What is the Heritage Overlay?
The City of Glen Eira has more than 3,500 properties of heritage significance that are currently located within the Heritage Overlay in the Planning Scheme. There are 28 precincts ranging from single streets to large areas. There are also more than 140 individual heritage properties in the municipality. Protected places include historic homes, commercial buildings, parks and gardens, railway and tram infrastructure.
Do I need a planning permit to alter my property if it is in a Heritage Overlay?
A planning permit is usually required to undertake external buildings and works to a place in a Heritage Overlay (Clause 43.01 of the Glen Eira Planning Scheme). Specifically, a planning permit is required to:
- subdivide land
- demolish or remove a building (including part of a building or fence)
- construct a building (including part of a building or fence)
- external alterations
- construct or carry out works
- construct or display a sign
- externally paint an unpainted surface.
The Heritage Policy in the Glen Eira Planning Scheme provides guidance on how you should undertake the works. The Glen Eira Heritage Design Guidelines 2020 provide further guidance for applications relating to residential development.
What works do not need a planning permit?
A planning permit is not required to:
- carry out works, repairs or maintenance which do not change the appearance of a heritage place and which are undertaken to the same details, specifications and materials
- carry out any of the following list of buildings or works, as long as the proposal is not visible from a street (other than a lane) or public park*:
- domestic services normal to a dwelling
- solar energy system
- a rainwater tank (less than 10,000litres)
- a fence
- an electric vehicle charging station
- a domestic swimming pool or spa and associated mechanical and safety equipment
- a deck to a dwelling with a finished floor level of not more than 800mm above ground level.
*Please refer to the Heritage Overlay or contact Council’s Urban Planning Department to ascertain whether planning permission is required.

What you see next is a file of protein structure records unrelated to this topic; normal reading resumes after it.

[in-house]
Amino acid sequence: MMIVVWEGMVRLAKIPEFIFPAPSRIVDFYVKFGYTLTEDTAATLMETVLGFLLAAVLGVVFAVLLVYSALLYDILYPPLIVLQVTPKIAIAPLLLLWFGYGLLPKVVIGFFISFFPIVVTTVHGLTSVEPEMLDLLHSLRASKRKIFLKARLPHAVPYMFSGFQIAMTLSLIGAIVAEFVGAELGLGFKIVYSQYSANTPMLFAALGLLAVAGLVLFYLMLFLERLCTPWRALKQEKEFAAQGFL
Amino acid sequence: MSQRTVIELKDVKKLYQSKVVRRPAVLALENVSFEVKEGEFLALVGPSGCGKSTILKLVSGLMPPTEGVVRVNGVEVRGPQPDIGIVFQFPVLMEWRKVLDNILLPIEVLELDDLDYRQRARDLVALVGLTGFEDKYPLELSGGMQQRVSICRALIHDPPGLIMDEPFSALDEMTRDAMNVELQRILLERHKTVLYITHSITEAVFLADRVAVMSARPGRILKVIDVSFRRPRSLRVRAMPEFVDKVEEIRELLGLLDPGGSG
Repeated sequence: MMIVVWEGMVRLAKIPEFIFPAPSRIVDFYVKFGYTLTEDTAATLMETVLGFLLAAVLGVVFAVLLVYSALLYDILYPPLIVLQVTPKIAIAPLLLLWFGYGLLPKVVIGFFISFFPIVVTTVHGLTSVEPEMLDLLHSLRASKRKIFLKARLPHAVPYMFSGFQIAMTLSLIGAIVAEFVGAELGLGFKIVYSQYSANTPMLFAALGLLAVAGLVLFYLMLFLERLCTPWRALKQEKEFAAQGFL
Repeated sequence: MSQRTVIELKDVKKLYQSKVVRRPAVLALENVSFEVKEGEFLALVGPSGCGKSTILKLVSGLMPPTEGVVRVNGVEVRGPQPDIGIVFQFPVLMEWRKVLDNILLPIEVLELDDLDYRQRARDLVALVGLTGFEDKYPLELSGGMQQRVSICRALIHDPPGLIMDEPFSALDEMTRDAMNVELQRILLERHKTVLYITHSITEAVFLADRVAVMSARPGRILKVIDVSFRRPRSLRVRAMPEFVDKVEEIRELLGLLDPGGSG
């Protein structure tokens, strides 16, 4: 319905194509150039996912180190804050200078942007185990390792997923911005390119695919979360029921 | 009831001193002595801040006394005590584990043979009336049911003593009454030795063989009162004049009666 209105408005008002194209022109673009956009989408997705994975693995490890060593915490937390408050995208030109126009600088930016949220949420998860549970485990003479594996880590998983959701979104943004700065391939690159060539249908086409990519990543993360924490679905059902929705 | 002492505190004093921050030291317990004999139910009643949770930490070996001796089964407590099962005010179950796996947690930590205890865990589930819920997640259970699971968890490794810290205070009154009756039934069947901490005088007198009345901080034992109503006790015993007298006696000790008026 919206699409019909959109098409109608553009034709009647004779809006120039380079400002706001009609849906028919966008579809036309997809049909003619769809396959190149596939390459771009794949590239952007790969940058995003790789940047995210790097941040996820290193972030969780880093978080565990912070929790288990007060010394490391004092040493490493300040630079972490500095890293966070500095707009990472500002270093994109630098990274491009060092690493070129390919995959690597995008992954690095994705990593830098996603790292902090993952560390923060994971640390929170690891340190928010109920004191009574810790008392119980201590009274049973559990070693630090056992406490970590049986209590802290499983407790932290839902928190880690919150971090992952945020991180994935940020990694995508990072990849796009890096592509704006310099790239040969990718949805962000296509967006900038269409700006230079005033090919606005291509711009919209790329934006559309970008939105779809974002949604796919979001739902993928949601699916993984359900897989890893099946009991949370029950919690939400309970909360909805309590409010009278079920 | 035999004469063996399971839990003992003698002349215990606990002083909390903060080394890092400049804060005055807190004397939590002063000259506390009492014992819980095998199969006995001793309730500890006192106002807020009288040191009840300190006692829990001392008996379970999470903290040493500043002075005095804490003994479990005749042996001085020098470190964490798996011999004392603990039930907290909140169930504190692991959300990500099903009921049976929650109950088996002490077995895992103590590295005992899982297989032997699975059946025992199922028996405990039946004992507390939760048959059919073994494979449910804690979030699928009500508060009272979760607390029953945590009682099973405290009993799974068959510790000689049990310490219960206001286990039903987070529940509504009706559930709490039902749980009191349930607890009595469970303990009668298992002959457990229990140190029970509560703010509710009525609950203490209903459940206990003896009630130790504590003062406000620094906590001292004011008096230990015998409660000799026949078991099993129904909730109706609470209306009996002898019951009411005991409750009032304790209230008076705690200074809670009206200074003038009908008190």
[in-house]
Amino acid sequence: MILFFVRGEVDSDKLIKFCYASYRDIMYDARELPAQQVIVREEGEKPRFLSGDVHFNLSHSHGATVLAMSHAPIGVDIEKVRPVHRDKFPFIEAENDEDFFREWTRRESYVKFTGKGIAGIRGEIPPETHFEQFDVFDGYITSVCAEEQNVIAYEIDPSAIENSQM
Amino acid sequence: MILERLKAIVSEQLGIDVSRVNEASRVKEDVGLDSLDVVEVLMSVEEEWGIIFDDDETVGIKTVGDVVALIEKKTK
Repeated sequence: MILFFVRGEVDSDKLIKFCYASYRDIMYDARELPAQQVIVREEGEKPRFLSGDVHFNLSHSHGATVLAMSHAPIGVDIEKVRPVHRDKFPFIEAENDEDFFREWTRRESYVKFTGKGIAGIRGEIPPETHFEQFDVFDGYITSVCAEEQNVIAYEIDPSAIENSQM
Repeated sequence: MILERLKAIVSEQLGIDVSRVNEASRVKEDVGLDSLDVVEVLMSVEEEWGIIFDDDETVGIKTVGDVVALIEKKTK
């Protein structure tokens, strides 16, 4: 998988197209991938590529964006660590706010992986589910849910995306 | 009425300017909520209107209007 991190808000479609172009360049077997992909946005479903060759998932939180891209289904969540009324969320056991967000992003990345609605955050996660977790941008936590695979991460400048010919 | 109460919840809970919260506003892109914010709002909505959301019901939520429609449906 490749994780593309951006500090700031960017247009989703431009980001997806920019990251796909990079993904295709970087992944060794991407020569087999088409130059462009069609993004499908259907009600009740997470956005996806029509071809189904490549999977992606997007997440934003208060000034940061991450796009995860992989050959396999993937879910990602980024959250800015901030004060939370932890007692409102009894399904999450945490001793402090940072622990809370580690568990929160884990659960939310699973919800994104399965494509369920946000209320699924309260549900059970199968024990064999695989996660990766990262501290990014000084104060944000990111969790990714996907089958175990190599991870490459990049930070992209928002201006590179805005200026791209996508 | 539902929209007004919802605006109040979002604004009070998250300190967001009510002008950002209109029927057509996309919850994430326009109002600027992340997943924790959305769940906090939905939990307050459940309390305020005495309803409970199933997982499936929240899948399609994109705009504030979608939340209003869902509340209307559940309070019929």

Do I need a planning permit to alter the inside of my building?
Most properties do not have this control. Internal alterations trigger the need for planning permission under the Heritage Overlay ONLY if the schedule to the Heritage Overlay identifies that internal controls apply.
What other additional controls can apply?
In limited instances, external paint controls, internal alteration controls (discussed above) and tree controls may apply to a heritage place. The schedule to the Heritage Overlay will identify whether these additional controls apply to your property.
Significant, Contributory and Non-contributory ratings
Every place of cultural heritage significance has been assessed and graded according to its heritage contribution. The levels of significance are as follows:
- Individually significant: The place is a heritage place in its own right. All individually listed properties in the Heritage Overlay are individually significant. Where such properties are also located within a larger heritage precinct, the individually significant property is considered to be a contributory place within the Heritage Precinct and the Statements of Significance for both the individual place and the precinct should be taken into account.
- Contributory: The place is a contributory element within a larger heritage precinct. A contributory element could include a building, or building parts such as rooflines, chimneys, verandas, or other structures or works such as landscaping, front fences or paving.
- Non-Contributory: The place is not individually significant and does not contribute to the Heritage Precinct.
Other heritage resources
If you want to learn more about heritage, visit the Victorian Heritage Database. This fully searchable online database contains information about Victorian heritage places and precincts.
The National Trust of Victoria also has information about heritage on its website.